From the Beaches to the Mountains: French Vocabulary for a Vacation That Can’t Be Beat

There’s nothing like the smell of sea salt wafting over hot sand.

Or maybe you’re more of a cool lakeside breeze person.

No, no—maybe you’re strapping on your skis and chugging in that mountain air.

However you choose to vacation, wouldn’t you love to do it all in French?

We’ll give you all the French vacation vocabulary words and phrases you need, plus example sentences so you can use them correctly in context.

So grab that passport!

Tips to Learn Vacation Vocabulary

Drill flashcards before your trip:

Make flashcards for the words below and get into the habit of testing yourself by going through them periodically before your trip.

Want to squeeze in some practice anywhere without carrying around a stack of index cards? Try an app like Quizlet to create flashcards online, play games while testing yourself and even put images on the cards as clues.

Visualize the vocabulary:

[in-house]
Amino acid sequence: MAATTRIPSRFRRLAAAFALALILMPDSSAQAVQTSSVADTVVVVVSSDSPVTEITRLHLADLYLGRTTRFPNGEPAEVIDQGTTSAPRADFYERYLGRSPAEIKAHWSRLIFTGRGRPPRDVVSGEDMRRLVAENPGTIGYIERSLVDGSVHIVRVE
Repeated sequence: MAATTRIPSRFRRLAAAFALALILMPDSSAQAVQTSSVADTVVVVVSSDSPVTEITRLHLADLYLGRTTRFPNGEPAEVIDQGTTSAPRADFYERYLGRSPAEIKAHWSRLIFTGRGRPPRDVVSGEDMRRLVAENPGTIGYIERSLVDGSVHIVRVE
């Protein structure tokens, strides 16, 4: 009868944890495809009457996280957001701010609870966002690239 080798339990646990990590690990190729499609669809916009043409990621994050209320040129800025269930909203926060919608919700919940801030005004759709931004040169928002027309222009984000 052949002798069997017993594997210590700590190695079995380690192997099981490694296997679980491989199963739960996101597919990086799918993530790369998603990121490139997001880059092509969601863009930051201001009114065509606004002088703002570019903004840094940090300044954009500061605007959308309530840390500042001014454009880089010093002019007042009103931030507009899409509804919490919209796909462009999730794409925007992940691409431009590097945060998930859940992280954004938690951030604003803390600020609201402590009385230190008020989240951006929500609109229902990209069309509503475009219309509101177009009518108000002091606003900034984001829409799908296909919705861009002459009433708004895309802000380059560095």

As you’ll see below, French vacation words tend to be highly visual. Aside from all the important nouns you’ll need to learn for different types of trips and accommodations, it’s just fun to picture yourself splashing on a French beach or hiking through the Alps.

Start with creating mind maps, or visual diagrams that represent the words you want to learn. There are many examples of mind map templates from which to choose.

You can also create a memory palace. The idea of this memorization device is to visualize a location—say, your childhood home—and populate it with the relevant vocabulary. For example, you could visualize a building and each hallway, room or object would be associated with a word you wish to remember.

It’s a great technique for visual learners to create context for seemingly isolated terms.

Watch authentic French videos on FluentU:

The best way to remember any new French vocabulary is to learn it in context.